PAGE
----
Impacts of deforestation of wetlands in the Cuyamel-Omoa National Park
Cuyamel-Omoa National Park is a protected area located in the northwest region of Honduras, in Omoa, Cortes, bordering other protected areas such as the Cusuco National Park and the Manabique Point Wildlife Refuge in Guatemala.
The park comprises a key link in the Mesoamerican Biological Corridor and the Mesoamerican Reef System within the Gulf of Honduras, which contain ecosystems and land and sea species that are unique on the planet.
In 2011, the National Institute for Forest Conservation and Development published the ministerial agreement No. 008-2011 that declared the park to be a protected area, and on February 2nd, 2013, it was declared a Wetland of International Importance under the Ramsar Convention, with the number 2,133.
This has led to the formation of projects with other national and international organizations. Social, economic and environmental projects permit effective management of the national park. With the Canadian organization Falls Brook Centre, a project was launched called “Community Resilience for the Conservation and Restoration of Mangroves on the North Coast of Honduras”, with actions and participation by the populations of coastal communities, and important achievements in the ecological restoration of species such as mangroves and others associated with the wetland ecosystem.
The actions and achievements of the project have been threatened because of a gradual deforestation of the flooded forest in the southern part of the wetlands that has been ongoing since 2012. This slash-and-burn activity has been done by landowners interested in establishing a monoculture of African palm.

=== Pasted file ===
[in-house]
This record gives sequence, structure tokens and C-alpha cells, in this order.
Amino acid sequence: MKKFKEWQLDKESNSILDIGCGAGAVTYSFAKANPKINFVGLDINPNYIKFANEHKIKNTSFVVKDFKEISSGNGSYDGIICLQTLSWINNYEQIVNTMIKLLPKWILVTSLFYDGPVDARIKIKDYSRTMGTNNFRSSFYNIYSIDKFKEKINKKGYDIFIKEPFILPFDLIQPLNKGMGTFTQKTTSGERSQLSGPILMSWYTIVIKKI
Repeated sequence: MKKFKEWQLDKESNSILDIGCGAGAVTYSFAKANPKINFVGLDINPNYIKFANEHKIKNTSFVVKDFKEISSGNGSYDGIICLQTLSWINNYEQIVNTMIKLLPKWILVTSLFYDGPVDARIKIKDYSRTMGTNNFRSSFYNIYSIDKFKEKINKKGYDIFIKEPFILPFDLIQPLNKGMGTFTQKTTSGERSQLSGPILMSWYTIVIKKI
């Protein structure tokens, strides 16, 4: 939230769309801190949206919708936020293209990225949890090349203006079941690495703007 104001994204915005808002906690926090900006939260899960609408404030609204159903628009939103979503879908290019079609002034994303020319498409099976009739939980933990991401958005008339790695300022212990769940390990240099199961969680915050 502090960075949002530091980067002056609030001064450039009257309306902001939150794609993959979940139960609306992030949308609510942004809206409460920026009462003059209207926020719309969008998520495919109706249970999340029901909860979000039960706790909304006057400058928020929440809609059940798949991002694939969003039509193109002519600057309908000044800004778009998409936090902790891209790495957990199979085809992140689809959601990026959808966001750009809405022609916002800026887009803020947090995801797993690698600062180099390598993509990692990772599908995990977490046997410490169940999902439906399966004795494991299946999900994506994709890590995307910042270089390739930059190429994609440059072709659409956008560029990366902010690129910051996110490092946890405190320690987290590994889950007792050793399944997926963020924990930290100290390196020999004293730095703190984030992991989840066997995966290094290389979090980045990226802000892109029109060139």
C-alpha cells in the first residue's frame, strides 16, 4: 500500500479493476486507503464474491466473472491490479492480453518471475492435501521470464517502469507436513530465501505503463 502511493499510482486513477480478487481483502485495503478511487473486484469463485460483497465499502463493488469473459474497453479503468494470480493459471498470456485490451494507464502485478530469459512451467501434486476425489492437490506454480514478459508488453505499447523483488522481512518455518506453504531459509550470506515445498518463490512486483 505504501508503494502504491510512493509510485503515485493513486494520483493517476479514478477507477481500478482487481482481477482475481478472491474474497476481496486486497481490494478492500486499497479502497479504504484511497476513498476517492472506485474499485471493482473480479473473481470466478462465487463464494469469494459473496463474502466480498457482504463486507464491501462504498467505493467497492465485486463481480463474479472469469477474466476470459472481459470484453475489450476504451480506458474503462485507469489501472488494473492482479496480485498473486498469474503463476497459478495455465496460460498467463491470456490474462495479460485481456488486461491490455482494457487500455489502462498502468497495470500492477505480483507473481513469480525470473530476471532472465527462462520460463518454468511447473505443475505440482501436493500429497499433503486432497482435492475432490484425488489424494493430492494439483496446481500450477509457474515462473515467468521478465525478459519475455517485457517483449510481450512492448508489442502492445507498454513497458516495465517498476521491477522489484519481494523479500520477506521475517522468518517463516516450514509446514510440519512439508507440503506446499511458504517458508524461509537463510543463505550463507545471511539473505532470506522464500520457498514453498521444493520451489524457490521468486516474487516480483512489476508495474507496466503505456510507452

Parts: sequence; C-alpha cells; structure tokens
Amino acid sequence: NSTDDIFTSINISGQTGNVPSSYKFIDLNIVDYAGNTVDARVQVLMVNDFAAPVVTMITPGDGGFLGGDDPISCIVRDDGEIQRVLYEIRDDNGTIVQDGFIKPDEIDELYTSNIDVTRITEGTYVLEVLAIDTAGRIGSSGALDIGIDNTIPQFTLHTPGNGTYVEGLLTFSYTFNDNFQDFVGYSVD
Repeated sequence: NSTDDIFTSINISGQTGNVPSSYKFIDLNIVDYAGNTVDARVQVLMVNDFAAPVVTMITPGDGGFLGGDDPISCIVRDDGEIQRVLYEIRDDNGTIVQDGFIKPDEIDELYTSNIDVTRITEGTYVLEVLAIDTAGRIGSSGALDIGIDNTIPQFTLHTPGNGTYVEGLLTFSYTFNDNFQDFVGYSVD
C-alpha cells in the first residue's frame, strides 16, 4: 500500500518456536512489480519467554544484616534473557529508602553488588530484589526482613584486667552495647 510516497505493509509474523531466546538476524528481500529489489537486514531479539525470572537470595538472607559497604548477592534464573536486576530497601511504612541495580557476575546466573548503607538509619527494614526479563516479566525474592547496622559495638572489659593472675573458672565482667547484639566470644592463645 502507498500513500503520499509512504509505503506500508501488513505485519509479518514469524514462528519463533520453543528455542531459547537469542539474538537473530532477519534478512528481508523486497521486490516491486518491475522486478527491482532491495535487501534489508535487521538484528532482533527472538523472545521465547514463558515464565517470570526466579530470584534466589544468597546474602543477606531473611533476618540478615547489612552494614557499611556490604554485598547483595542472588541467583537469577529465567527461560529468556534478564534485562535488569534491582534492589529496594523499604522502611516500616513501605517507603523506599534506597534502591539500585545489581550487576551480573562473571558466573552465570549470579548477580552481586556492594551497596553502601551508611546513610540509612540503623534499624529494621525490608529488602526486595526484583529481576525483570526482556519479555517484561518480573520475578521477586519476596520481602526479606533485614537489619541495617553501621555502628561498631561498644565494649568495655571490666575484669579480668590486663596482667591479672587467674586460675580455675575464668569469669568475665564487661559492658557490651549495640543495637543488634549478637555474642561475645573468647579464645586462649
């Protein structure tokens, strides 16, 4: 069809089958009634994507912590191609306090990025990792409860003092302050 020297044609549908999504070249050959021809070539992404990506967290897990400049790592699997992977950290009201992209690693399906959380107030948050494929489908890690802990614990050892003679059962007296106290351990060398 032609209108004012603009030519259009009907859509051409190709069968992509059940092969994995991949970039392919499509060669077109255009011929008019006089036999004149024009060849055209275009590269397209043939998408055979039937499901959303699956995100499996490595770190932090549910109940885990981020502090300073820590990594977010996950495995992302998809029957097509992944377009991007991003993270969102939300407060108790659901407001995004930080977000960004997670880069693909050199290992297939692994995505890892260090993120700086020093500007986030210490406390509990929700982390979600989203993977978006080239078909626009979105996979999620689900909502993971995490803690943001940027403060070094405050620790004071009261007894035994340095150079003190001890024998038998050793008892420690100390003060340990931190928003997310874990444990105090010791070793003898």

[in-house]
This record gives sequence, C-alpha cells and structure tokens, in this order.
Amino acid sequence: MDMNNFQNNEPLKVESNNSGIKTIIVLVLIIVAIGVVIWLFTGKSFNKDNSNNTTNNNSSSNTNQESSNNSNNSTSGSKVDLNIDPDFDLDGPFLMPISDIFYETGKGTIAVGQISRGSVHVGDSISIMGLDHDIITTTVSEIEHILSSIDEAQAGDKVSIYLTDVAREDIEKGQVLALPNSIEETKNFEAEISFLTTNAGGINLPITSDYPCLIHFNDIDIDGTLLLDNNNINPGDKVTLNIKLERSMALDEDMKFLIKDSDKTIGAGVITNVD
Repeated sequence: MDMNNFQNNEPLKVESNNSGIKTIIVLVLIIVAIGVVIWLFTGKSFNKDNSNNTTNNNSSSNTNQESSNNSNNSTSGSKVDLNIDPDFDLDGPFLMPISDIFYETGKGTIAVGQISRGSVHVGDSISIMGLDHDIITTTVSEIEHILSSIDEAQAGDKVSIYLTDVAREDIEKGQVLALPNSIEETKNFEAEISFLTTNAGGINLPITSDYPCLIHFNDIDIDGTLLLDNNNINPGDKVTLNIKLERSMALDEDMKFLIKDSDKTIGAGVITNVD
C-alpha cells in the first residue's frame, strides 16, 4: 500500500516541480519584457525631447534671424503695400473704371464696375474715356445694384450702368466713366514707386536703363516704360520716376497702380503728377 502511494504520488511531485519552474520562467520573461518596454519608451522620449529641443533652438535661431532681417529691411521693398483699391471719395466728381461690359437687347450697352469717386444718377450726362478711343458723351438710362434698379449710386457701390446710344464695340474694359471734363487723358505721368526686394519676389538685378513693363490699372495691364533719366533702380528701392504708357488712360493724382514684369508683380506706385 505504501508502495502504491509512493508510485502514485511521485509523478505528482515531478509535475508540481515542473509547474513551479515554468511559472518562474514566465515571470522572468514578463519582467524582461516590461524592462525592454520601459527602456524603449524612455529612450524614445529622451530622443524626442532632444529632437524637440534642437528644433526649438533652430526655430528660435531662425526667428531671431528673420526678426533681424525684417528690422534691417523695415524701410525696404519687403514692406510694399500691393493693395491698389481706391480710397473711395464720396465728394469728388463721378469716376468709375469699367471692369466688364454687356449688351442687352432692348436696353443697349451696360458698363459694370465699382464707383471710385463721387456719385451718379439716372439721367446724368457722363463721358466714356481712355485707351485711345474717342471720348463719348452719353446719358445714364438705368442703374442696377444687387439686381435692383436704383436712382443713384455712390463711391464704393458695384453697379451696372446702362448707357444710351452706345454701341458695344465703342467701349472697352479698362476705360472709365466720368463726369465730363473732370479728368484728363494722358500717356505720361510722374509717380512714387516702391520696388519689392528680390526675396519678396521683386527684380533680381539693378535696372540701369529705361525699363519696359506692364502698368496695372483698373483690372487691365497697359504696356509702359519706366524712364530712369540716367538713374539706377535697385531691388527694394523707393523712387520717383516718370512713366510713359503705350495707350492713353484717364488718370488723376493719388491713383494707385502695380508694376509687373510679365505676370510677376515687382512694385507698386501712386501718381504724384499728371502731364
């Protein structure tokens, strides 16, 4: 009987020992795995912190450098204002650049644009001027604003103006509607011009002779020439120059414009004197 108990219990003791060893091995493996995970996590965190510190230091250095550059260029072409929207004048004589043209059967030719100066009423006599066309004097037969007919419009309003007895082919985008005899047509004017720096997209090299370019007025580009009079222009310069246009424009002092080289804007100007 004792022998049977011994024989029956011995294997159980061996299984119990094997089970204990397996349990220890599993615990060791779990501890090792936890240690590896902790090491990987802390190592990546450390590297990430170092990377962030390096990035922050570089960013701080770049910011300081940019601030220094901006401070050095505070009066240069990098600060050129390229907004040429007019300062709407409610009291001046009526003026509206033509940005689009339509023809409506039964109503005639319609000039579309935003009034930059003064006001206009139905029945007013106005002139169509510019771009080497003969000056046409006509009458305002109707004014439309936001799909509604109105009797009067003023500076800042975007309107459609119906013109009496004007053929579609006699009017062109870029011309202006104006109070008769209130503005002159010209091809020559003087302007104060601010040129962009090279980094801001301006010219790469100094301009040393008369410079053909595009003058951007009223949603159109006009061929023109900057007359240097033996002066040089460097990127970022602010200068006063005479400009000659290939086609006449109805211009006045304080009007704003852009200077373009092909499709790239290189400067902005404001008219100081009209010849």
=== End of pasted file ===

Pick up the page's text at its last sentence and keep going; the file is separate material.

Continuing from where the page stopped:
In the beginning of 2013, this destruction accelerated with the deforestation of more than 800 hectares of flooded forest. In spite of complaints presented to the authorities since the problem began, investigations were not carried out and no fines were levied, even though the damage occurred in the centre of the park.
This impunity remains ongoing in the face of environmental crimes and the Honduran state authorities have not taken any action or made any statement regarding this situation. This creates a terrible precedent for the system of Protected Areas of the country and demonstrate a clear disinterest on the part of the Honduran state in ensuring compliance with environmental or forest laws, or international accords such as the Convention on Biological Diversity or the Ramsar Convention.
The Omoa Conservation Corps, a co-managing organization of the Cuyamel-Omoa National Park, has asked the relevant governmental institutions to assume the responsibility for dealing with environmental crimes, control and restore the natural state of the protected area and promote an appropriate management plan of the National Park. These objectives conform to the government’s own, such as enforcing national law and the international conventions to which the state is a signatory.
We are aware of the effects of climate change, and we know that the most affected areas will be the coasts of the Gulf of Honduras. Therefore we demand a serious and timely intervention so that this will not be yet another case environmental crimes being committed with impunity. Our organization is watching the course of events, since it is the communities and inhabitants of fishing villages that are the worst affected, because they depend directly on environmental goods and services that these ecosystems provide, much like the rest of the inhabitants of the Municipality of Omoa and the Gulf of Honduras in general.